Volkswagen Eos Forum banner

1 - 8 of 8 Posts

·
Registered
Joined
·
6,177 Posts
Discussion Starter #1
I was surprised when I had to replace both ventilated front brake rotors at 41K miles on MY07Tdi. :( Sport. I don't do many annual miles and have done 10K on the replacement aftermarket rotors in a couple of years. MOT 'advise' said rotors are pitting, but not a reason for poor brakes or failure.

I've always thought the VW pads I've changed were very hard and full of metal (?). Any ideas from the metallurgists on whether pitting and rusting of rotors with standing a lot is due to the metal composition of the rotor itself or the type of pads? Since I'm hardly doing any miles I wouldn't expect the pads to be the problem but they are in close contact with the rotor all the time and I thought HR pads had metal (steel) in them. The Metal Frein pads I used to buy years ago had brass not steel in them.
 

·
Super Moderator
Joined
·
2,403 Posts
The reason the rotors wear instead of the pads is simple - the rotors are hard and the pads are soft in relative terms.

Any abrasive material that gets in between the rotor and the pad will imbed in the softer pad material and then act like sand paper on the harder metal disc -the hardest of "hard" pads are still significantly softer than the metal used to make disc brake rotors.

Tribology Rule #101 in every day language from a long-time metallurgist..............
 

·
Registered
Joined
·
6,177 Posts
Discussion Starter #3
It's the rust/corrosion/pitting issue I was trying to understand, although it seems to be something everybody puts up with on cars that do low mileage and stand a lot. It is also responsible for shorter pad life because when the car does get used the pads are grinding off the rust and pits. I am very light on brakes and use engine braking a lot which adds to the problem.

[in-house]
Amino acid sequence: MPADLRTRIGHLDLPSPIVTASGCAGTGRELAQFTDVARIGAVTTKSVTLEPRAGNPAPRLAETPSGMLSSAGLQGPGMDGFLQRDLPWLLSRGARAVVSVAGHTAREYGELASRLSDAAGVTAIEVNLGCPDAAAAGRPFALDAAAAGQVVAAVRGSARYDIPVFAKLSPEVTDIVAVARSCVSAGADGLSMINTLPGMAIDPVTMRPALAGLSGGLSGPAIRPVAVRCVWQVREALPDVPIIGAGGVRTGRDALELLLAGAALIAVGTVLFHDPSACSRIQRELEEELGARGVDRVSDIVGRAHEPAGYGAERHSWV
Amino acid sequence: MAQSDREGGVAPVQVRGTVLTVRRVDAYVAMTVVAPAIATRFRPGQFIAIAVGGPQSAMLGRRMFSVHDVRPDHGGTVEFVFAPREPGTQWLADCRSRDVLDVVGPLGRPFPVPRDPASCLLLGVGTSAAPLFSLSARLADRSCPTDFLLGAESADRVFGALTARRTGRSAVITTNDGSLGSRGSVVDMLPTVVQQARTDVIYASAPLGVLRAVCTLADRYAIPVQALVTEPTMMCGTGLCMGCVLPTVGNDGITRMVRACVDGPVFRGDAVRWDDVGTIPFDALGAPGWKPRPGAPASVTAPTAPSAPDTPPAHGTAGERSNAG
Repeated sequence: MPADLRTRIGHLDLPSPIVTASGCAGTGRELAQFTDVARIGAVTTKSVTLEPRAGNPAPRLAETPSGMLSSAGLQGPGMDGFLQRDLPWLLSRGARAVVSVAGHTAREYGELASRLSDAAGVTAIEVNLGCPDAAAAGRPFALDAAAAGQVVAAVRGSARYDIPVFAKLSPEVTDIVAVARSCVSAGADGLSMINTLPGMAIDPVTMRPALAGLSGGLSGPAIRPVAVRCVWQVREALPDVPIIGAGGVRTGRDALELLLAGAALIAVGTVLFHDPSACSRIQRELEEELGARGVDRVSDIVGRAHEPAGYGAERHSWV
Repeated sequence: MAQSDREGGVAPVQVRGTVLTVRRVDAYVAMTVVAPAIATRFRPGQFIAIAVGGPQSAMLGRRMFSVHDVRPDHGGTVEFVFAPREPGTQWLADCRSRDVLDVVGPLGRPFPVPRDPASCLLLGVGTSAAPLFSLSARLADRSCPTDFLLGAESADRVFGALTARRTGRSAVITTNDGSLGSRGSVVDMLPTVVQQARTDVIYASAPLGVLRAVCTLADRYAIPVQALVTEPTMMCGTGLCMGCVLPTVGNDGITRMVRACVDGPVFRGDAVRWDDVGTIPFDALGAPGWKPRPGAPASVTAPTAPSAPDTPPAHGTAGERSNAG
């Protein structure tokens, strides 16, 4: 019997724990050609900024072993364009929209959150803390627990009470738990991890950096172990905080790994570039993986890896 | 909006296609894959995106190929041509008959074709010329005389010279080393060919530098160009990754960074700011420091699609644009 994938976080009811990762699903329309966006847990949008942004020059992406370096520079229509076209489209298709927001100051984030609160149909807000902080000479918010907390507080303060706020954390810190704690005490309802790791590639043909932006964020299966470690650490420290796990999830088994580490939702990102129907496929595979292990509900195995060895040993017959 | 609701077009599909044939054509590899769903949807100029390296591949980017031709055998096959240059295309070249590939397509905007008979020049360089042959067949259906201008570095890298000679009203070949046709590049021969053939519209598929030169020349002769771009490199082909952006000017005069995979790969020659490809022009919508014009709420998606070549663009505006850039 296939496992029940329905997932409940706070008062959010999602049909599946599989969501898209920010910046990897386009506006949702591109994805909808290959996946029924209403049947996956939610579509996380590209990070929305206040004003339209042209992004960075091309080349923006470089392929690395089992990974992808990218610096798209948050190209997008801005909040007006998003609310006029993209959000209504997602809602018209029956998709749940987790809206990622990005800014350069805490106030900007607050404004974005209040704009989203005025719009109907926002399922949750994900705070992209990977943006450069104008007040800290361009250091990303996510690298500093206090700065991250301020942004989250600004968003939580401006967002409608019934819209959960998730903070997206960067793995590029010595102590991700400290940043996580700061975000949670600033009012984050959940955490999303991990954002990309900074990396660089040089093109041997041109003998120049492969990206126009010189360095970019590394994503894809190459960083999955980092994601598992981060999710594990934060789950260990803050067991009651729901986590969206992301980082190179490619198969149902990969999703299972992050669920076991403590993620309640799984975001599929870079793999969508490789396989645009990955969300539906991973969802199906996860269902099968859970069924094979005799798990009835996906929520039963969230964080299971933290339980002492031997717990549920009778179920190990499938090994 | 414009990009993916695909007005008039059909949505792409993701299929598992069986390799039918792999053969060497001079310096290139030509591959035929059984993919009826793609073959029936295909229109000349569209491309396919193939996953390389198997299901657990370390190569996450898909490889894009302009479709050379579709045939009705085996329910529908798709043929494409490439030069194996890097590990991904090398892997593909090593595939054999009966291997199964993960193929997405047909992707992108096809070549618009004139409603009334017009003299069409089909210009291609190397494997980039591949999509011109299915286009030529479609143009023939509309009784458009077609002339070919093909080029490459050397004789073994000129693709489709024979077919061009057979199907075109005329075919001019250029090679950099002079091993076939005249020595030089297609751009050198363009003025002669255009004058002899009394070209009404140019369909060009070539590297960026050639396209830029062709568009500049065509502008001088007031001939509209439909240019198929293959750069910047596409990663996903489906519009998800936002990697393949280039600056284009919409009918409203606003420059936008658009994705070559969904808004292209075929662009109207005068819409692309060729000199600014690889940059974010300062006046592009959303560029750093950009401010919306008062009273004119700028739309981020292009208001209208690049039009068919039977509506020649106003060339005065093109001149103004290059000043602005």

The only solution I read was carbon fiber rotors, but they would cost twice the value of the car! Where I was heading was to find out if rotors are sold with different metallurgy - not just for wear life but corrosion. Pay a bit more and get more chromium? Locheed rotors are sold with a plating but this won't help on the pad contact area. Next rotor change I might go to a well known brand where quality may be better. :confused:
 

·
Super Moderator
Joined
·
2,403 Posts
Vox,

I have lost touch with brake rotor material selection including the high-tech materials used on high-performance and racing cars. As far as I am aware most production cars still use the traditional cast-iron due to its thermal mass and conductivity for cooling efficiency - cooling between use is critical for minimising brake fade problems.

I have never regarded corrosion resistance as a key selection as 90+% of cars are frequently driven meaning there is little time for corrosion to occur. Of course cars that are infrequently used will be more prone to corrosion. Most brake callipers are designed for quick pad changes and the cost of replacement pads is reasonable compared to other maintenance expenses.

High-tech braking systems are for high-tech cars with costs to match - the answer to your concern rests in your wallet......................
 

·
Registered
Joined
·
6,177 Posts
Discussion Starter #5
I've not found a solution even though many low mileage drivers complain of the same problem. When I do drive the car I'll just have to do some mileage with my foot on the brake more. It means the pads and rotors will still have the same life. Some suggest putting tire covers over the wheels, but I can't see that working. One thing I might look at is whether parking the front over plastic sheet changes things. I remember a company car that was always parked over grass and the under body rusted out after 3-4 years.
 

·
Registered
Joined
·
108 Posts
A wheel cover may stop rain splashing onto the rotors...
Not sure if that will actually reduce the rusting, although, it may just be more consistent, instead of pitting.
 

·
Registered
Joined
·
1,471 Posts
I also believe the driving style can affect brake disc/rotor wear. I have found that those who tend to drive more sedately with gentle braking tend to suffer more disc corrosion than those who tend to brake much harder, the latter tend to go through more pads IMHO.

****
 
1 - 8 of 8 Posts
Top